When I had written over 4,000 words (that’s sixteen pages, give or take) and the story was still a long way from completed, I had a sudden, horrible realization.  What I was setting up would only work if I turned my initial concept into a novel.  I’d thought my research would tighten down my options.  Instead, it had given me too many cool ideas.

As you know, I have nothing against writing novels.  However, I really didn’t think that the initial vivid image I’d garnered from Jim’s dream would be served by being an element in a novel.  Instead, it would be buried under a lot of other material.  It might even be squashed flat.

Reluctantly, I realized that if I were to serve my initial inspiration, I wouldn’t just need to re-write and tighten.  I would need to start over entirely.

Lots of writers quail at the idea of starting over.  They don’t want to “waste” what they’ve already written.  I’m not immune to that fear but, as I paced around my yard, I realized that the creative work I’d done to that point wasn’t wasted.  Some of the cool stuff I’d found in my research would certainly be useful later.  The fictional New Mexico mining town in which I was going to set the story was considerably more well defined.

So, on Friday, I put aside all the other jobs on my list and began all over again.  I wrote through Friday, although I did need to take a break to attend a meeting.  By close of day, I had replaced my initial 4,000 words, and was on my way toward the final scenes.

On Saturday, I’d hoped to go to a coin show with Jim and our friend, Michael Wester, but I cancelled so I could keep writing.  When Jim and Michael came back from the show, I stopped to have a sandwich with them, then I returned to writing.  By late afternoon, I had a rough draft with a beginning, a middle, and an end.

I also had assurance as to whether or not I’d written a better story, but at least I hadn’t let my initial inspiration become buried under too many words and too complex a plot.   I printed what I’d written, set it aside to mellow, and gave myself Sunday off.  Monday would be soon enough to give the story another look.

As of this writing, I’m still in the polishing and refining stage.  I’m only sure of one thing.  I’m glad I didn’t quail at the challenge of starting over again.  Sometimes, that’s the only thing to do if you want to write the best story possible.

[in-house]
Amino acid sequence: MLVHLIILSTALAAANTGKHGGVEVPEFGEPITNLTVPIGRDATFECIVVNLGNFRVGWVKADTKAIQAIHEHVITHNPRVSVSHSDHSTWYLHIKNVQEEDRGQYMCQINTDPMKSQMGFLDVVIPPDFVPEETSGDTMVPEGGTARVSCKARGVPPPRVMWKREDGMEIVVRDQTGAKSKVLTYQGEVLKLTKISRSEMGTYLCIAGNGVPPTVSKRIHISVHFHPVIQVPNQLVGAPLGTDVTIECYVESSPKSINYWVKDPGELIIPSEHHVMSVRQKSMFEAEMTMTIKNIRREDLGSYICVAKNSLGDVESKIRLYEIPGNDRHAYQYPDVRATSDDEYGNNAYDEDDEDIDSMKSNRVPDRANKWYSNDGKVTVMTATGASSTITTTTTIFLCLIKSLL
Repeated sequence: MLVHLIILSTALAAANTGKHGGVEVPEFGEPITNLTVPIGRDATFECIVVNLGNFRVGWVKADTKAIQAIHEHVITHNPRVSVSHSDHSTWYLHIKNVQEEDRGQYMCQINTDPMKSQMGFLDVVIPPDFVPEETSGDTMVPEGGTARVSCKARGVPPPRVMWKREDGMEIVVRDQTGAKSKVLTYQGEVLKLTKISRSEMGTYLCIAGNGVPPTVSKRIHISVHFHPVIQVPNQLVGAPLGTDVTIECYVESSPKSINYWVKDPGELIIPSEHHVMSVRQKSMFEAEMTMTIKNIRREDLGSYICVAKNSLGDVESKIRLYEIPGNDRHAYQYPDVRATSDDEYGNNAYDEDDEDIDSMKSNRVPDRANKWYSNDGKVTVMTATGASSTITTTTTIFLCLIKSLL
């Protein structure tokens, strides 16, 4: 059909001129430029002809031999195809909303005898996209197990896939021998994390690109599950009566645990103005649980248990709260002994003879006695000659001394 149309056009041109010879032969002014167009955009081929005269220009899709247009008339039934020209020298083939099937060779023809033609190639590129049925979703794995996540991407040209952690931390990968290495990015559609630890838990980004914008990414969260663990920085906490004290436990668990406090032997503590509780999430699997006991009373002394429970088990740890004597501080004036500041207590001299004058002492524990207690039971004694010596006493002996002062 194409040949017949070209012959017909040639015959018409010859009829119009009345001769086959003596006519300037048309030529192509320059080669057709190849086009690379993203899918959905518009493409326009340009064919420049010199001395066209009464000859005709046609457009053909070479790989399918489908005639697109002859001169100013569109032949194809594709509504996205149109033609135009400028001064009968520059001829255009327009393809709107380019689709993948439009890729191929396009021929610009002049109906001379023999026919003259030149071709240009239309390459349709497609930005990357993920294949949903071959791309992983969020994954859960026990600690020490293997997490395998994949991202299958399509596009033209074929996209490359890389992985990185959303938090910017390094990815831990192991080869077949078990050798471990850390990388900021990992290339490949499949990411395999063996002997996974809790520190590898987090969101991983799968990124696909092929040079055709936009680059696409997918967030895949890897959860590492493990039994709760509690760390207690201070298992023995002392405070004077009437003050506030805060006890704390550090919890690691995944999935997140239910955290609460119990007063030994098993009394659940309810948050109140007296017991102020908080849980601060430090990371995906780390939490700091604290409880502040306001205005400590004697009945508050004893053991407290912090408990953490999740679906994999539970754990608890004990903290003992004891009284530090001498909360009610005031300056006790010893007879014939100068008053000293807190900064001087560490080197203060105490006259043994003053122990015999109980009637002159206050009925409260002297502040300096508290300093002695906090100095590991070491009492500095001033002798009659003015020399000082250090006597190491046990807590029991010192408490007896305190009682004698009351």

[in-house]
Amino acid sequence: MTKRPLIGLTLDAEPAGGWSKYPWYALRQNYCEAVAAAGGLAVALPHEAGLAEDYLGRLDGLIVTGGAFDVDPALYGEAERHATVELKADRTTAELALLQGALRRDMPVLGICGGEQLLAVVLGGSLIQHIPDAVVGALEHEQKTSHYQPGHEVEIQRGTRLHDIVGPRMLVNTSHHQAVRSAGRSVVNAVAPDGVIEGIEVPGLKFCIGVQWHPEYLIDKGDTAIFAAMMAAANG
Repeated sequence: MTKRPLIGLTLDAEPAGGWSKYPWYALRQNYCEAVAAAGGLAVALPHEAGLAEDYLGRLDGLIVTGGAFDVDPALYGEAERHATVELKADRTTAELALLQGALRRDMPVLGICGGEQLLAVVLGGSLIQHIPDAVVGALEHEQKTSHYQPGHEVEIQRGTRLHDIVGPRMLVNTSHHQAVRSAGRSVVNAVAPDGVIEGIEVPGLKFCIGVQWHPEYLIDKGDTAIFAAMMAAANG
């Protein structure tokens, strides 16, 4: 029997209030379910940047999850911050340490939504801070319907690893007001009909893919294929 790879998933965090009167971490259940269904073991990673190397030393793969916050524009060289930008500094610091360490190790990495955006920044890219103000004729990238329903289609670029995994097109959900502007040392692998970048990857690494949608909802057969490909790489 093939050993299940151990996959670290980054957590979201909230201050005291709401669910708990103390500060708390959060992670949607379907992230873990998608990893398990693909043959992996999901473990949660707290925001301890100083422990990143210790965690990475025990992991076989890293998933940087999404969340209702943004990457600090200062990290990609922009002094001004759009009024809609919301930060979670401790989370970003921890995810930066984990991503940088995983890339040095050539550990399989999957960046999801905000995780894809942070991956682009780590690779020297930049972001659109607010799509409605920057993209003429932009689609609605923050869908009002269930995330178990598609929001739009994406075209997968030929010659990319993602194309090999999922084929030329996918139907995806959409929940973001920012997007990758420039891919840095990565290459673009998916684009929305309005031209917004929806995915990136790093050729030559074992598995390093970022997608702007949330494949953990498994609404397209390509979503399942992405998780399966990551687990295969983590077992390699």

Dreams Into Stories

April 4, 2018

Maybe Kel’s Writing

Jim and I often tell each other about our dreams.  One of the nice things about living with him is that, for the first time in my life, I share a bed with someone who dreams nearly as vividly as I do.  Jim doesn’t remember his dreams as often as I do or in as much detail but, when he does, they’re worth hearing about.

This past weekend, Jim mentioned a particularly vivid dream to me.  Even as he was telling me, I thought “This would make an interesting element in a story.”  No.  I didn’t go and write myself a little note.  I do that sometimes, but not often.  To be honest, I react to a list of story prompts the way I do to homework assignments.  I feel I’m somehow falling short if I don’t use them all.

Yes.  I know that’s ridiculous, but that’s the way my brain works.

Anyhow, I enjoyed Jim’s tale, then went on with my morning.  My mom was visiting.  When she came out to chat over coffee, I forgot entirely about Jim’s dream.  Later, when Mom needed some down time, I parked myself on the sofa to read.  The last thing I expected was for a story to start talking to me.

When it did, I grabbed a pen and some paper.  By the time Mom came out to rejoin us, I’d covered about four pages with scribbles.  The rest of the weekend, whenever I had a moment, I did some research to fill in details.

I’ve had other stories begin with dreams.  One of these, “Behind the Curtain of Flowers,” is included in my short story collection, Curiosities.  I’ve used elements from dreams in other short stories and even novels.  Pearl and Albert, two of the main characters in the “Breaking the Wall” novels (beginning with Thirteen Orphans), first introduced themselves to me in a dream.

In fact, now that I think about it, my earliest “stories” began with telling my dreams to my sister, Ann, who would listen with drowsy interest – and maybe a little doubt as to whether I was making some of it up.  Maybe I was.  Dreams do so often suffer from continuity problems!